I found there to be an uncanny amount of similarities between Yojimbo and A Fistful of Dollars. I really didn’t expect to see so much resemblance between a Japanese film and a western film. Although they were filmed in the same time period, the location and assumed cultural differences between the movies led me to believe they would be completely different. Having similar plots is one thing, but there were so many details that matched up very well.
Some examples of similar mise-en-scene included setting, characters, lighting, and music. In Yojimbo, there was a coffin maker who was “the only one making money” in the town (which in itself was just depressing and somehow ironic). There was also a crazy man running around banging on a prayer drum in a somewhat annoying and very repetitive fashion when everyone was lying dead on the ground. A Fistful of Dollars had a lot of these similar elements, from the snippets that we saw in class. There was a coffin maker and a crazy guy ringing a bell when everyone lying dead and the sounds he created were also very impactful and repetitive.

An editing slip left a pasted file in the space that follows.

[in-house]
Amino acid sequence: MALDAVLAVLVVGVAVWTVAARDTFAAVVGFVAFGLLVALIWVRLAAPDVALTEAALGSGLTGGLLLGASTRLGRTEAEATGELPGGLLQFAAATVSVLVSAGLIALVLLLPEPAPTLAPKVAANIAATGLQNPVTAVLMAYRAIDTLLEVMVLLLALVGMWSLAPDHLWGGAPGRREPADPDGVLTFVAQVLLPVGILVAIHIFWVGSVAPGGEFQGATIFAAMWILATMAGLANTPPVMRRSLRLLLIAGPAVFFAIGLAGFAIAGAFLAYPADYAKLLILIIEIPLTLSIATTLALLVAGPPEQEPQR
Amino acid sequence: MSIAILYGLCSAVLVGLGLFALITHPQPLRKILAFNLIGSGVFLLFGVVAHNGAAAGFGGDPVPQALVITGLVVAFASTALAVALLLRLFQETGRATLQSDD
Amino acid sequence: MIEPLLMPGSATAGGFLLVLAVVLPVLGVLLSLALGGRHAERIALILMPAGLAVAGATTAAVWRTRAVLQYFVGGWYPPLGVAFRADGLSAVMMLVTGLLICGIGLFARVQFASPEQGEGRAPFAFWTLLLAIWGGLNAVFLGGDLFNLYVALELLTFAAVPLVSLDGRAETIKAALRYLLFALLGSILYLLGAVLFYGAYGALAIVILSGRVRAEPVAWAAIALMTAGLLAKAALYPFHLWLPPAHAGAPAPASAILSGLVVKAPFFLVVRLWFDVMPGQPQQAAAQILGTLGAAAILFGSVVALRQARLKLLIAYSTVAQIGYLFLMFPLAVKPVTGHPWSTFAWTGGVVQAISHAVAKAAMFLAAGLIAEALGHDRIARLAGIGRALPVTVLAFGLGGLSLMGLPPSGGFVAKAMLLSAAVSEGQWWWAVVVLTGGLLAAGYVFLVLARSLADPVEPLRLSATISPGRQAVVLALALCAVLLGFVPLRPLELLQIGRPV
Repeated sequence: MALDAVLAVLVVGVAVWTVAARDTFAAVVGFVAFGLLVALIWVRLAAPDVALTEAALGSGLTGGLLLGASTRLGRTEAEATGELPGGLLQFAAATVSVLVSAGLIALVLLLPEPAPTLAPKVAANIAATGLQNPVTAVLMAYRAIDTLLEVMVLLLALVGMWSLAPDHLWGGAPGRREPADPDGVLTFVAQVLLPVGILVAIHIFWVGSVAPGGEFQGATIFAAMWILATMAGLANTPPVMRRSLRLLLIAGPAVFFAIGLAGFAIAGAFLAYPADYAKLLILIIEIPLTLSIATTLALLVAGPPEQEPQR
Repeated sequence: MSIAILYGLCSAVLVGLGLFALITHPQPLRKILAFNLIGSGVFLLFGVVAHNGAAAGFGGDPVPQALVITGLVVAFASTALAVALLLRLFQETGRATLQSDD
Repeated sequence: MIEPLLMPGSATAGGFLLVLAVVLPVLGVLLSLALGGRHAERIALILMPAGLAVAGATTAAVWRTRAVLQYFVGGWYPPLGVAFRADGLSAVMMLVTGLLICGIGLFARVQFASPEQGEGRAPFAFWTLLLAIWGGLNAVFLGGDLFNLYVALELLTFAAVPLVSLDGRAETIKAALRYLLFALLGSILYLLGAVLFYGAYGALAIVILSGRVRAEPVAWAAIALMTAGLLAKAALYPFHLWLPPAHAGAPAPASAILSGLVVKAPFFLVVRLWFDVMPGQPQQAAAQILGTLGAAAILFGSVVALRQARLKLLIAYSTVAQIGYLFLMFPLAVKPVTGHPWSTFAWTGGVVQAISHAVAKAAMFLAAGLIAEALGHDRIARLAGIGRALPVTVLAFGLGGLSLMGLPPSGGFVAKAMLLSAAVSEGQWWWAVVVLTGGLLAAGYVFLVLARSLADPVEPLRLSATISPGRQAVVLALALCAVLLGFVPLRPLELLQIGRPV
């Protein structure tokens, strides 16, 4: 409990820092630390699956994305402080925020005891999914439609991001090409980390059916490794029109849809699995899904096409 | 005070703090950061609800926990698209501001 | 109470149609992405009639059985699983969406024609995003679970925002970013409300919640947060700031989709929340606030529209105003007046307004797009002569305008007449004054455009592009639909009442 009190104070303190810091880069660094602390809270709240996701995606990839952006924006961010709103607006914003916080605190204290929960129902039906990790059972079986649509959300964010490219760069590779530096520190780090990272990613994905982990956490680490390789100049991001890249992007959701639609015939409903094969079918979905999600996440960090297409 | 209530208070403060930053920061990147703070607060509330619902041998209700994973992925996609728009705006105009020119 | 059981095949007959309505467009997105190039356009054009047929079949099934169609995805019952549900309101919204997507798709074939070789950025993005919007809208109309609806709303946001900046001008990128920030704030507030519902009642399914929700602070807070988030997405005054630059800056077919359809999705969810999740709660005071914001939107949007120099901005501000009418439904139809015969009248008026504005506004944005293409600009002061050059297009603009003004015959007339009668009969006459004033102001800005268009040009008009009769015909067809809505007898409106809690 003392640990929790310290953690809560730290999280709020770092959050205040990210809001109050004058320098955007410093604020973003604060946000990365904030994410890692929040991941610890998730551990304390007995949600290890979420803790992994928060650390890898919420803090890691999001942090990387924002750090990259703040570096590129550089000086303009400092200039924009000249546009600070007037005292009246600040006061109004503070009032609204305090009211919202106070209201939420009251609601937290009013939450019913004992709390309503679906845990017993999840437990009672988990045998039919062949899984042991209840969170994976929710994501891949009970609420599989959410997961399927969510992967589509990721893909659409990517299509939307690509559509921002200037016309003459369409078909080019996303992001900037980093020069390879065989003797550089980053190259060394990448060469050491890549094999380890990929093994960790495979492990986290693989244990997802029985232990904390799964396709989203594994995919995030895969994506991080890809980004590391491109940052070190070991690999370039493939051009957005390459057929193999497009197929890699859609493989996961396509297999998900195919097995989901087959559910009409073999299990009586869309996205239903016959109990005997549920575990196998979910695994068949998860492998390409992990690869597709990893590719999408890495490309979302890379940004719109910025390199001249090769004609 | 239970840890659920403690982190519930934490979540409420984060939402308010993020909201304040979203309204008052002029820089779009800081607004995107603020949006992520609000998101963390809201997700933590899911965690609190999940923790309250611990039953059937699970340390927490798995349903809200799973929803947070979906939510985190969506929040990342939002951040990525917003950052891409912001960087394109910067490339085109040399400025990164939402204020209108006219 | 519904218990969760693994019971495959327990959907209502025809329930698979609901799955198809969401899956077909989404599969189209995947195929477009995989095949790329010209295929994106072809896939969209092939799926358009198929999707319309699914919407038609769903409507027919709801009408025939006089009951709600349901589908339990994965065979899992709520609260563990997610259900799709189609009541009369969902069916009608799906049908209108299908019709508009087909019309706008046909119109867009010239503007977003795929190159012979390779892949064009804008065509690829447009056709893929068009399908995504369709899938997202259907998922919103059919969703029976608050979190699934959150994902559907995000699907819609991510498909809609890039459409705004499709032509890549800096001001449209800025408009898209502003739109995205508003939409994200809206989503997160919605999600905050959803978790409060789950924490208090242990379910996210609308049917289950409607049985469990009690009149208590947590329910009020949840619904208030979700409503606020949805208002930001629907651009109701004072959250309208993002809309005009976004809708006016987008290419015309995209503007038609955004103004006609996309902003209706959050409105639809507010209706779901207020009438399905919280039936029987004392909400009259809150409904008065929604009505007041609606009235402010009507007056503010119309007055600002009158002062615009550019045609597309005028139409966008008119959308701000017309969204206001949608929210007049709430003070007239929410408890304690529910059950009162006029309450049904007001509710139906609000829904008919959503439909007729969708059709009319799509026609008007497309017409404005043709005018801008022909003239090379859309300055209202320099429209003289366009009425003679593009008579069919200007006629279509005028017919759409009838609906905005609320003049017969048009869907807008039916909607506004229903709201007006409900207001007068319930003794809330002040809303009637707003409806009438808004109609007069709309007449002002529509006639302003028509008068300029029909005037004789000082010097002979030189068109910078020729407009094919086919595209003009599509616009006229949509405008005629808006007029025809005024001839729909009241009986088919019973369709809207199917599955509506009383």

The settings were also surprisingly similar: they both were rundown and seemingly abandoned towns with one dirt road going down the middle. As soon as I saw the western scene I immediately began to notice similarities. The plots of the two films were obviously very much the same overall and ended almost exactly the same way: the skilled shooter/warrior came in and had to pick a side to help fight to win power of the town, betrayed someone along the way, and ended up winning with cunning moves and skills.
Even though there are plenty of films out there with similar plots, I found it very intriguing that the little ghost towns were lit the same way at night, had the same quirks, and extremely similar stories going on. I guess that shows that even if it’s in western America or Japan, mise-en-scene can still be very much the same.